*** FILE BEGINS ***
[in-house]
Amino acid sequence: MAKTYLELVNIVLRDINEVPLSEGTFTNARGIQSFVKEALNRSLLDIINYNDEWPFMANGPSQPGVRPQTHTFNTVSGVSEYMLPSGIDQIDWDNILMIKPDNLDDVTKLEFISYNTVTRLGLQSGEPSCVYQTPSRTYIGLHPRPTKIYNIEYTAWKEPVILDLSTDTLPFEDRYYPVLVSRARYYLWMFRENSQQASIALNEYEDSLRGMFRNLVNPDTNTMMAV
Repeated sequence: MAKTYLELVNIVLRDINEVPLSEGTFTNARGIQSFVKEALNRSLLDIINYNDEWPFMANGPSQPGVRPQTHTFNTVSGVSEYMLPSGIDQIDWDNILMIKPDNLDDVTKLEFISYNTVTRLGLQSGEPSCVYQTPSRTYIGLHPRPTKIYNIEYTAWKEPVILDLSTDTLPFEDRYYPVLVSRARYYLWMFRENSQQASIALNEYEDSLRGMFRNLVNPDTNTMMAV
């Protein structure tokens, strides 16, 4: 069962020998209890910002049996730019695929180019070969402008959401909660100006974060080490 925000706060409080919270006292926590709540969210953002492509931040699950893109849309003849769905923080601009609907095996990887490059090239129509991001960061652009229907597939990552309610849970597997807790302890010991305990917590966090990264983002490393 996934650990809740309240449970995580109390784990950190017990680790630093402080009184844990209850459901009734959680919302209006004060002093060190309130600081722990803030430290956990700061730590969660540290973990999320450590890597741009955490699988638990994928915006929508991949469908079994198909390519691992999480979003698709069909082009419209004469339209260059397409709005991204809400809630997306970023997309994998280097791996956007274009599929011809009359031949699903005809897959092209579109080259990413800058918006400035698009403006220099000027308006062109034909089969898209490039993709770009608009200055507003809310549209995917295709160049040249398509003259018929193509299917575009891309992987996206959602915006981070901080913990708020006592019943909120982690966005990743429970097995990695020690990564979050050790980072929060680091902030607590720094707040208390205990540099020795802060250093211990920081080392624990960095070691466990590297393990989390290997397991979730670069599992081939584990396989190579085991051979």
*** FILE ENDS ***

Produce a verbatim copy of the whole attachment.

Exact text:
[in-house]
Amino acid sequence: MAKTYLELVNIVLRDINEVPLSEGTFTNARGIQSFVKEALNRSLLDIINYNDEWPFMANGPSQPGVRPQTHTFNTVSGVSEYMLPSGIDQIDWDNILMIKPDNLDDVTKLEFISYNTVTRLGLQSGEPSCVYQTPSRTYIGLHPRPTKIYNIEYTAWKEPVILDLSTDTLPFEDRYYPVLVSRARYYLWMFRENSQQASIALNEYEDSLRGMFRNLVNPDTNTMMAV
Repeated sequence: MAKTYLELVNIVLRDINEVPLSEGTFTNARGIQSFVKEALNRSLLDIINYNDEWPFMANGPSQPGVRPQTHTFNTVSGVSEYMLPSGIDQIDWDNILMIKPDNLDDVTKLEFISYNTVTRLGLQSGEPSCVYQTPSRTYIGLHPRPTKIYNIEYTAWKEPVILDLSTDTLPFEDRYYPVLVSRARYYLWMFRENSQQASIALNEYEDSLRGMFRNLVNPDTNTMMAV
């Protein structure tokens, strides 16, 4: 069962020998209890910002049996730019695929180019070969402008959401909660100006974060080490 925000706060409080919270006292926590709540969210953002492509931040699950893109849309003849769905923080601009609907095996990887490059090239129509991001960061652009229907597939990552309610849970597997807790302890010991305990917590966090990264983002490393 996934650990809740309240449970995580109390784990950190017990680790630093402080009184844990209850459901009734959680919302209006004060002093060190309130600081722990803030430290956990700061730590969660540290973990999320450590890597741009955490699988638990994928915006929508991949469908079994198909390519691992999480979003698709069909082009419209004469339209260059397409709005991204809400809630997306970023997309994998280097791996956007274009599929011809009359031949699903005809897959092209579109080259990413800058918006400035698009403006220099000027308006062109034909089969898209490039993709770009608009200055507003809310549209995917295709160049040249398509003259018929193509299917575009891309992987996206959602915006981070901080913990708020006592019943909120982690966005990743429970097995990695020690990564979050050790980072929060680091902030607590720094707040208390205990540099020795802060250093211990920081080392624990960095070691466990590297393990989390290997397991979730670069599992081939584990396989190579085991051979």